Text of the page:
On Saturday, August 24, 2019, over 100 people went to the Cathedral Church of St. Mark and participated in our annual Poverty Summit. We are grateful that the Cathedral graciously agreed to host the Summit. We are also grateful for all the policymakers and experts who came and shared ideas for addressing housing affordability and homelessness.
Stay involved! Come to the Ending Child Homlessness Diaper Drive Launch event on September 24th!
Mayoral debate at poverty summit highlights ways Salt Lake City can address issues of housing and homelessness
Planning for Ending Child Homelessness Sabbath and talking to candidates about Pledge to help reduce child homelessness
by Bill Tibbitts, Associate Director
There are many concerns and criticisms of the Medicaid waiver application that Utah's Department of Health is currently accepting public comment on. This waiver application asks the federal government to fully implement SB 96, which the Utah Legislature passed earlier this year in order to scale back the Medicaid expansion proposition that was approved by Utah voters in November of last year.
One big problem with SB 96 and this waiver implementing it, is that it asks the Trump administration to approve changes to Medicaid that have been explicitly rejected by Congress. Separation of powers is fundamental principle of the United States Constitution. Congress is supposed to write the laws and the Executive Branch of government is supposed implement the laws as written. Congress can delegate finalizing the details of legislation at the administrative level but the Executive Branch cannot use its ability to write administrative rules that overrule decisions made by the Legislative Branch.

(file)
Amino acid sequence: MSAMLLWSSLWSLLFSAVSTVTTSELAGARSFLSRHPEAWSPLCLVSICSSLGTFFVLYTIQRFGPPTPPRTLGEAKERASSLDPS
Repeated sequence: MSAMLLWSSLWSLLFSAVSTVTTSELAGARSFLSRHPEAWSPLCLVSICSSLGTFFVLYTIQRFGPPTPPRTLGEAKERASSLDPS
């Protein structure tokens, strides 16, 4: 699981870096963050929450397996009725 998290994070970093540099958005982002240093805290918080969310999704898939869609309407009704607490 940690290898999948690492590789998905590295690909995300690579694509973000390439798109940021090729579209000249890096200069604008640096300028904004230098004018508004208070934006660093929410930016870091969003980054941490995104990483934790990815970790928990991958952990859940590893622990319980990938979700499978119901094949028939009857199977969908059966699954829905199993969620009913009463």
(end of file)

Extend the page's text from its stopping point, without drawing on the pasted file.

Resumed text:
SB 96 includes several ideas that have been rejected by Congress. The biggest of these ideas is imposing a "per capita cap" on federal Medicaid spending that would sever the connection between federal Medicaid spending and healthcare costs-- which have consistently been growing faster than inflation. The idea of capping increases to federal Medicaid spending at a lower rate has been championed by Ronald Reagan, George W. Bush, Newt Gengrich and Paul Ryan but Congress has consistently rejected their proposals-- in a large part because the majority of Governors have opposed the idea.
Given how clearly and consistently Congress has voted against this idea, the Trump administration cannot claim the decision about how Medicaid funding is structured is something Congress intended to delegate to the Executive Branch. This makes it likely that a decision to approve Utah's waiver application will be successfully overturned in court.
Our biggest concern with the per capita cap proposal is that if it is implemented it will make our state government solely responsible for determining how to react to the escalating costs of healthcare. If future governors and state legislators fail to find a way to slow the growth of costs then they will have to choose whether they wish to cut services, reduce eligibility, cut provider rates, raise taxes or increase premiums and copayments for Utahns in poverty. The fact that the Legislature passed SB 96 tin a year in which they seriously discussed cutting taxes by over $200 million suggests which of these options are most likely to be adopted if current legislators are still in office five years from now..